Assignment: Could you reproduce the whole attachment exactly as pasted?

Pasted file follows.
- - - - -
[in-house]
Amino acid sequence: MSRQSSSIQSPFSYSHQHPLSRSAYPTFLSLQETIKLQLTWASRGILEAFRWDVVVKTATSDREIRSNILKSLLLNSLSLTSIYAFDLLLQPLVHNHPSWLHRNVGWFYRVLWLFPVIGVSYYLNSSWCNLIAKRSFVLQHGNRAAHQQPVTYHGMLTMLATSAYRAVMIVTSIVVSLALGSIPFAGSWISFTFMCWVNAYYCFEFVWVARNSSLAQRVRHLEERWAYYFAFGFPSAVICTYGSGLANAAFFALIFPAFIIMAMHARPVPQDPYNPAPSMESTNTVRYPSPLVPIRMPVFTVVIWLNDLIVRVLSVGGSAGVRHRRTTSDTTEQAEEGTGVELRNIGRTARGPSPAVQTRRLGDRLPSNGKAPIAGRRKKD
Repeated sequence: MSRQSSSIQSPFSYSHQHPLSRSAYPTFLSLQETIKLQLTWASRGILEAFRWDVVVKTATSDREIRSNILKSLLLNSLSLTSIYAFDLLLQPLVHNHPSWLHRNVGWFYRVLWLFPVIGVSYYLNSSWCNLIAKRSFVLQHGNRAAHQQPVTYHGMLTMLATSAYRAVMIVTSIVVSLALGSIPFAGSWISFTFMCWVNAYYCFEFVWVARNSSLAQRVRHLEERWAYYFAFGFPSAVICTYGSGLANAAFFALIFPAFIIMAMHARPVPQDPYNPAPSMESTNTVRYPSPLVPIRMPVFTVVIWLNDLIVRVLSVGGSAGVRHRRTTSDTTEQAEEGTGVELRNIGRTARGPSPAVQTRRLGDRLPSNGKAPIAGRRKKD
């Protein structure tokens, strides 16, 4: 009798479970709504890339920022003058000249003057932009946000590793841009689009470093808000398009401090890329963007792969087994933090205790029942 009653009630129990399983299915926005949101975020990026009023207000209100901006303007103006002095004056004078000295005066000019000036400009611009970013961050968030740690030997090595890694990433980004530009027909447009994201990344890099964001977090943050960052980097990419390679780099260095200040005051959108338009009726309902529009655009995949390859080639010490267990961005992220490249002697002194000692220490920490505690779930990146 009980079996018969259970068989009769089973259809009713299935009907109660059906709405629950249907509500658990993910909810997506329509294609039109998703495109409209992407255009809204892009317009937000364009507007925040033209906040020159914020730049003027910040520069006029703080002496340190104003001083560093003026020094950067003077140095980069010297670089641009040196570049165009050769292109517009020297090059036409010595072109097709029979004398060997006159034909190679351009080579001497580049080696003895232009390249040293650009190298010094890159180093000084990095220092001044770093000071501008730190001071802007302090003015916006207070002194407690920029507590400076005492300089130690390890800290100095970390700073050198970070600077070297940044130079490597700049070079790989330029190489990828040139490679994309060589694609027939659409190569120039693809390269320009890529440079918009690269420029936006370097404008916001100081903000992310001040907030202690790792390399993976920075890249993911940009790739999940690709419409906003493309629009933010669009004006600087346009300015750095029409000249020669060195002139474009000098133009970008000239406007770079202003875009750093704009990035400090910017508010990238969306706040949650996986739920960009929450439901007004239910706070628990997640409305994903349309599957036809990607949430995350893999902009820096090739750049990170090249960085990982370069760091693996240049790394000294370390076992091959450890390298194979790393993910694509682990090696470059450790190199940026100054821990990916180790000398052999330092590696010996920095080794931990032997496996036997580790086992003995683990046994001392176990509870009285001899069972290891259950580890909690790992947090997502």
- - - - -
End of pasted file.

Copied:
[in-house]
Amino acid sequence: MSRQSSSIQSPFSYSHQHPLSRSAYPTFLSLQETIKLQLTWASRGILEAFRWDVVVKTATSDREIRSNILKSLLLNSLSLTSIYAFDLLLQPLVHNHPSWLHRNVGWFYRVLWLFPVIGVSYYLNSSWCNLIAKRSFVLQHGNRAAHQQPVTYHGMLTMLATSAYRAVMIVTSIVVSLALGSIPFAGSWISFTFMCWVNAYYCFEFVWVARNSSLAQRVRHLEERWAYYFAFGFPSAVICTYGSGLANAAFFALIFPAFIIMAMHARPVPQDPYNPAPSMESTNTVRYPSPLVPIRMPVFTVVIWLNDLIVRVLSVGGSAGVRHRRTTSDTTEQAEEGTGVELRNIGRTARGPSPAVQTRRLGDRLPSNGKAPIAGRRKKD
Repeated sequence: MSRQSSSIQSPFSYSHQHPLSRSAYPTFLSLQETIKLQLTWASRGILEAFRWDVVVKTATSDREIRSNILKSLLLNSLSLTSIYAFDLLLQPLVHNHPSWLHRNVGWFYRVLWLFPVIGVSYYLNSSWCNLIAKRSFVLQHGNRAAHQQPVTYHGMLTMLATSAYRAVMIVTSIVVSLALGSIPFAGSWISFTFMCWVNAYYCFEFVWVARNSSLAQRVRHLEERWAYYFAFGFPSAVICTYGSGLANAAFFALIFPAFIIMAMHARPVPQDPYNPAPSMESTNTVRYPSPLVPIRMPVFTVVIWLNDLIVRVLSVGGSAGVRHRRTTSDTTEQAEEGTGVELRNIGRTARGPSPAVQTRRLGDRLPSNGKAPIAGRRKKD
């Protein structure tokens, strides 16, 4: 009798479970709504890339920022003058000249003057932009946000590793841009689009470093808000398009401090890329963007792969087994933090205790029942 009653009630129990399983299915926005949101975020990026009023207000209100901006303007103006002095004056004078000295005066000019000036400009611009970013961050968030740690030997090595890694990433980004530009027909447009994201990344890099964001977090943050960052980097990419390679780099260095200040005051959108338009009726309902529009655009995949390859080639010490267990961005992220490249002697002194000692220490920490505690779930990146 009980079996018969259970068989009769089973259809009713299935009907109660059906709405629950249907509500658990993910909810997506329509294609039109998703495109409209992407255009809204892009317009937000364009507007925040033209906040020159914020730049003027910040520069006029703080002496340190104003001083560093003026020094950067003077140095980069010297670089641009040196570049165009050769292109517009020297090059036409010595072109097709029979004398060997006159034909190679351009080579001497580049080696003895232009390249040293650009190298010094890159180093000084990095220092001044770093000071501008730190001071802007302090003015916006207070002194407690920029507590400076005492300089130690390890800290100095970390700073050198970070600077070297940044130079490597700049070079790989330029190489990828040139490679994309060589694609027939659409190569120039693809390269320009890529440079918009690269420029936006370097404008916001100081903000992310001040907030202690790792390399993976920075890249993911940009790739999940690709419409906003493309629009933010669009004006600087346009300015750095029409000249020669060195002139474009000098133009970008000239406007770079202003875009750093704009990035400090910017508010990238969306706040949650996986739920960009929450439901007004239910706070628990997640409305994903349309599957036809990607949430995350893999902009820096090739750049990170090249960085990982370069760091693996240049790394000294370390076992091959450890390298194979790393993910694509682990090696470059450790190199940026100054821990990916180790000398052999330092590696010996920095080794931990032997496996036997580790086992003995683990046994001392176990509870009285001899069972290891259950580890909690790992947090997502």